As you pour yourself your second, third, or fourteenth cup of coffee this morning, you might be asking yourself, is this bad? Is this too much? How much is too much, really, and how bad is that? Will I permanently deplete my adrenaline? Can the jitters lead to a stroke? Can I... die? We consult the experts for answers.


Can you fatally overdose on coffee?. Image 1.

Guy Crosby

America's Test Kitchen, Science Editor

Caffeine has an LD50 dose in rats (the dose necessary to kill half of the test rats) of 192 milligrams per kilogram. Extrapolating this into the human population, 12 grams of caffeine would be lethal for a 125-pound adult. This amount of caffeine is contained in 118 cups (240 milliliters per cup) of coffee. So, yes, caffeine can literally be lethal, but would require consuming a massive quantity of coffee.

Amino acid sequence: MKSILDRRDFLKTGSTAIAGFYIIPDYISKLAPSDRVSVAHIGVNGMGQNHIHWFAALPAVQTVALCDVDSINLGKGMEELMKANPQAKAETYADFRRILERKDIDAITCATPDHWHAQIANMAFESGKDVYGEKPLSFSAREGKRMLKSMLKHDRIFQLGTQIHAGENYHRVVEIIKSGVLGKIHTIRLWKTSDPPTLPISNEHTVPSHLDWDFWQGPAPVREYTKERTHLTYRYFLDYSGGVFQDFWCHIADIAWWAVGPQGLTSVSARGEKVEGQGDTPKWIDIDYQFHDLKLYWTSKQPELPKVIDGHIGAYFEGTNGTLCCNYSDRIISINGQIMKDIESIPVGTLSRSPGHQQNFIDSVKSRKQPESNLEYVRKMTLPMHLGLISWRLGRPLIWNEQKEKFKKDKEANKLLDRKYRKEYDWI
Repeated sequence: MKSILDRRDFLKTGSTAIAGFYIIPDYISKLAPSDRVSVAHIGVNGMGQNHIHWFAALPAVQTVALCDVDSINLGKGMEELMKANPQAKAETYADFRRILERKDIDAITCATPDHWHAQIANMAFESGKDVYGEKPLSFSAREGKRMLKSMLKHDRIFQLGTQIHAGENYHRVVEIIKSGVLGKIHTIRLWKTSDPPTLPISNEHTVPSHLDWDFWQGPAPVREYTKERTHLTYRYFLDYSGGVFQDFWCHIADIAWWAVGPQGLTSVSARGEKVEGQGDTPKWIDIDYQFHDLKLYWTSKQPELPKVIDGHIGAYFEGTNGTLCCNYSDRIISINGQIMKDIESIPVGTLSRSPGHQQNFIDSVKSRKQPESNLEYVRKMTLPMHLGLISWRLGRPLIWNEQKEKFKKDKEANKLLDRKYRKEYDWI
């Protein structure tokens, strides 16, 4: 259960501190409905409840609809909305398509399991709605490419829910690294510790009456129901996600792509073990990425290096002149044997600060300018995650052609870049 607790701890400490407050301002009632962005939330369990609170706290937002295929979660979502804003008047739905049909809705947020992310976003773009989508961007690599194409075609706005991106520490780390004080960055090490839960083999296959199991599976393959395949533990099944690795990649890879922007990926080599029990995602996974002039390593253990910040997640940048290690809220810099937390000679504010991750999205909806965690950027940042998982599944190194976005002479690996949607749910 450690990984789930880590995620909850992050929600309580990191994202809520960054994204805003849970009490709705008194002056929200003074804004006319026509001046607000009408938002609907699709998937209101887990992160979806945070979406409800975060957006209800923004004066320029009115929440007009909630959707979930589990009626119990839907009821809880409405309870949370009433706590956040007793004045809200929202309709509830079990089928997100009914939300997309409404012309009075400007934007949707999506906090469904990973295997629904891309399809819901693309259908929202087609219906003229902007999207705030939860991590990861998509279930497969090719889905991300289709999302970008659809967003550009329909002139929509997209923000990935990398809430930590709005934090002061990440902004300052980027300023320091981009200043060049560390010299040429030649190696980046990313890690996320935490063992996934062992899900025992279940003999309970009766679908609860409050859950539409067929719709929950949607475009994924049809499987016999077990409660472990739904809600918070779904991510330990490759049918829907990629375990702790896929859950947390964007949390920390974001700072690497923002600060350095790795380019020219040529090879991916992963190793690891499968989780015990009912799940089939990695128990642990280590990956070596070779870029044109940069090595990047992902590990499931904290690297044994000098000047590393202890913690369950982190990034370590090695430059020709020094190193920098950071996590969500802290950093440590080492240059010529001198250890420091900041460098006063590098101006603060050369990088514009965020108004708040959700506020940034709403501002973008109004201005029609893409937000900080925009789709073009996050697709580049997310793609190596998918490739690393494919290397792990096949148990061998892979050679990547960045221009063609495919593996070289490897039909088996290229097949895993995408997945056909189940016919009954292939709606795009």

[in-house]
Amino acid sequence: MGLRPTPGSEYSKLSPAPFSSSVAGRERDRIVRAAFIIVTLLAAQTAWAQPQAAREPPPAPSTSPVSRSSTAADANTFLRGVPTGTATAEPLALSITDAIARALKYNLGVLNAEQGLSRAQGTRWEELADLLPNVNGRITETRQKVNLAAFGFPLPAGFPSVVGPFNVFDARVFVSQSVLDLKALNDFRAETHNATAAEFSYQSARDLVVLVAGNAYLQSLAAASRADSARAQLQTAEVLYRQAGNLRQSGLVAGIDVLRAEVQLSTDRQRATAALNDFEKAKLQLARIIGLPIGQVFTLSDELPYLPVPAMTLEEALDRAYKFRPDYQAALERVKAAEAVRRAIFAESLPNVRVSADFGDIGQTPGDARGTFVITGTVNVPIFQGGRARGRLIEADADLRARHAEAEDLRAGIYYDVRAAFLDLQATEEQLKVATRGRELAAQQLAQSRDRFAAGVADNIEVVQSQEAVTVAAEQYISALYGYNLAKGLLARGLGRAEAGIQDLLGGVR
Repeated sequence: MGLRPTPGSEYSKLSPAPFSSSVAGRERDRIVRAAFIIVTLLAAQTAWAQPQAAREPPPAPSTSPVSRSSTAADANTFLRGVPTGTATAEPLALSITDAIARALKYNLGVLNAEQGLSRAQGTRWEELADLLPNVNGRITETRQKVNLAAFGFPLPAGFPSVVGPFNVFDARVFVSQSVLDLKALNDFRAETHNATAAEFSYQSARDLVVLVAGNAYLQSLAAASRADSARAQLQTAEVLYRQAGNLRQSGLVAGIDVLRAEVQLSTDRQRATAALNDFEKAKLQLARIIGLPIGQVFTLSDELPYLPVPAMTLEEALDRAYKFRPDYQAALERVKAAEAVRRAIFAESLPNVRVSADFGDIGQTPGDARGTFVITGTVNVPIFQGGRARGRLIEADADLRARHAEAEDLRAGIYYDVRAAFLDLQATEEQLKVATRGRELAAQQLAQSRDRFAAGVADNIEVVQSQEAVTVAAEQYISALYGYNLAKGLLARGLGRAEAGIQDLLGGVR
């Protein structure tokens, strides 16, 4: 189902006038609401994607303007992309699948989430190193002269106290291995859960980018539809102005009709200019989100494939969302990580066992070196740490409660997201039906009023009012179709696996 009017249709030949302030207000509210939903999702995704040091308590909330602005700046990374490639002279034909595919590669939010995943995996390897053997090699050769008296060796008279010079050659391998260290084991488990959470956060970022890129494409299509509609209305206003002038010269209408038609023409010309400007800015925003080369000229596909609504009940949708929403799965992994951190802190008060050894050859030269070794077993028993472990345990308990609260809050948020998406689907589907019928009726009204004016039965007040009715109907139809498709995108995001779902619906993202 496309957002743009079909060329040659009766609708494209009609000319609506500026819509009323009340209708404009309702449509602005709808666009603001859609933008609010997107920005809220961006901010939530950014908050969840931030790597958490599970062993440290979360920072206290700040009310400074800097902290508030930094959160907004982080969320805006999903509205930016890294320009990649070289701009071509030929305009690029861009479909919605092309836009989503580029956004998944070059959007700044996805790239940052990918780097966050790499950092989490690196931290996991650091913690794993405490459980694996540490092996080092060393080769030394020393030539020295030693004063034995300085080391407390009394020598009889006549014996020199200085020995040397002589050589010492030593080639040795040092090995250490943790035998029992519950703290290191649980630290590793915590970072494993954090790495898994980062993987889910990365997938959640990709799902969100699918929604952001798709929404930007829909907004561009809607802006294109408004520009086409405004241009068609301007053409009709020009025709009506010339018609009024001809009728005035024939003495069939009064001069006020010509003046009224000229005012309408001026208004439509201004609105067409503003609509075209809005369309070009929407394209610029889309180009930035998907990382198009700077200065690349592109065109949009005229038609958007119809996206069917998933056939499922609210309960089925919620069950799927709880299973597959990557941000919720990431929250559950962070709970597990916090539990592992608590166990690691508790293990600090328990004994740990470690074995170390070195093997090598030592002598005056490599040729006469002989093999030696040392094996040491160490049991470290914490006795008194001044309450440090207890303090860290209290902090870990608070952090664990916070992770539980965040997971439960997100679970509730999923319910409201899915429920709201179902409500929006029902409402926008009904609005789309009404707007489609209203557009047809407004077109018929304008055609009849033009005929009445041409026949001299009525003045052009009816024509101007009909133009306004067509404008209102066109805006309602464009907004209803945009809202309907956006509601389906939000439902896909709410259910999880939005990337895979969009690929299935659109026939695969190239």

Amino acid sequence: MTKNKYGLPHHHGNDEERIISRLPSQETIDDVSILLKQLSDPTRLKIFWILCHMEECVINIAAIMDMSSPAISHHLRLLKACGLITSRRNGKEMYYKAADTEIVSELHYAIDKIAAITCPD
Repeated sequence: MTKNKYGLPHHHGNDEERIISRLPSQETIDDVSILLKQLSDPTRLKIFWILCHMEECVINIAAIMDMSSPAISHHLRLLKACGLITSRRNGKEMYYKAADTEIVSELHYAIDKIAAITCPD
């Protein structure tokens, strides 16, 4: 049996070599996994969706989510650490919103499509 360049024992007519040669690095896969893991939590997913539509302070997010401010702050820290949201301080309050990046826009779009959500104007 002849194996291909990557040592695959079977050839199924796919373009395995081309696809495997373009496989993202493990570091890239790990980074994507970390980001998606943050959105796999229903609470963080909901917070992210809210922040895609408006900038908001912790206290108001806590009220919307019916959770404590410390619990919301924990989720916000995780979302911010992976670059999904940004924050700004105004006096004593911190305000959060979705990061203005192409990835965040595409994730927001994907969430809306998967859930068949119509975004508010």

Can you fatally overdose on coffee?. Image 2.

Theresa Eisenman

FDA, Press Officer

For healthy adults, FDA has cited 400 milligrams a day—that's about four or five cups of coffee—as an amount not generally associated with dangerous, negative effects. We note that pregnant women are advised to consume less caffeine and that the American Academy of Pediatrics discourages caffeine consumption in children and adolescents.

Over the years, FDA has been considering the state of the science for the potential health effects of caffeine, including cardiovascular and central nervous system effects, with an emphasis on specific populations, such as pregnant women or children. We asked the Institute of Medicine to conduct a workshop to consider these concerns. The workshop summary is available online at the Institute of Medicine. FDA is continuing to review the science and data related to caffeine safety and caffeine intake.